As an Asian reader, I resonate deeply with the author's call to relate the gospel to the wider world. The incarnation principle is never more needed in global missiology today. The gospel needs to be translated into the diverse languages, cultures and stories of the world.
Except for his discussion on Niebuhr's ' Christ and culture' paradigms which went just over my head (hence my reservations with his critique of Niebuhr), the book is generally easy to read and to the point. I would recommend this book to pastors, church leaders and all who are deeply interested in knowing what mission in the 21st century looks like. I also found his earlier book 'the religious round table' to be another useful tool for sharing the gospel of Christ in a pluralistic world.
Under the “Great Commission” Christianity has extended toward the world and has succeeded in making itself a universal religion (Neil, 1980, p 14). However, Christianity needs a new paradigm and a new framework to meet the challenges of the 21st century, because there is a widening chasm between the missological theories and the mission practices. As a result, the author of Invitation to World Missions named Timothy Tennent (2010) suggests a new framework for missions which is called “Trinitarian Framework” (p. 74). This new missological mythology is not designed to create a new perspective on missions, but rather to reconceptuarize all the different outlooks within a Trinitarian framework with God the father (Missio Dei), God the son, and God the Holy Spirit (p. 101).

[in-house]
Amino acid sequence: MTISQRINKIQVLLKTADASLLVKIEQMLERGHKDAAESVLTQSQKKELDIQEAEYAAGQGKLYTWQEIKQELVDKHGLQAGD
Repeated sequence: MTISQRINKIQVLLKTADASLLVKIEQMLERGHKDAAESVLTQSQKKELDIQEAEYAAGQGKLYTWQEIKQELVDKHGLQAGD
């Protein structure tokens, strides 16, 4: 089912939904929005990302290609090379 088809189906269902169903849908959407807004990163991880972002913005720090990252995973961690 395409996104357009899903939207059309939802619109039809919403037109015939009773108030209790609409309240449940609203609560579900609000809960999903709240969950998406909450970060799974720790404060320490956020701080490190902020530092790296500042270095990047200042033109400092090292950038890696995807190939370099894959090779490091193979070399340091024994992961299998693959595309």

Unlike many missiologists who argue that “the Bible proved the reason why we need to do mission”, Christopher Wright (2006) insists that because God is a missional God, he intended the Bible for missions. In this light, God the father is the source of Mission itself, not a bystander (Tennent, 2010, p. 75). By indicating God as the initiator of mission, Tennent is integrating this idea with God as the Sender. Tennent quotes Lesslie Newbigin by saying, “Jesus was not only proclaiming the Kingdom of God, but also embody the presence of the God” (p. 82). As God exists as the sender, Jesus is participating within Missions as the incarnational mediator. Through Jesus’ incarnational work on mission, the history of mission can be connected as one meta narrative (p. 82). Lastly the Holy Spirit is currently empowering the presence of Missions (p. 92). Thus, the Trinitarian framework is capturing God’s strong missional will, Jesus’ integrated incarnation, and dynamic work of the Holy Spirit. Through these three main components of Missio Dei, Tennent provides a new missological lens which can combine all the 21century issues in God’s mission.
Through Tennent’s new lens, cooperative ministry with different denominational background are available. As he combined many 21century missiological issues, missionaries and pastors can collaborate with other denominational co-workers within this new paradigm. Especially using Misso-Dei concepts I would suggest that reading the Bible missionally group in the Church. As Tennent pointed God as the sender, there are many missional stories in the Bible. Missional bible reading group will help the Christians to have mission awareness in their daily lives.
I am now reading on the chapter on the 'New Creation' theology of culture. I cannot agree more with his view. I find it extremely helpful in thinking about how Christian missionaries can engage different cultures in an increasingly multicultural world by using the 'New Creation' framework.
I highly recommend this book for any serious Christians who are interested in missions, whether in your own backyard or across the ocean.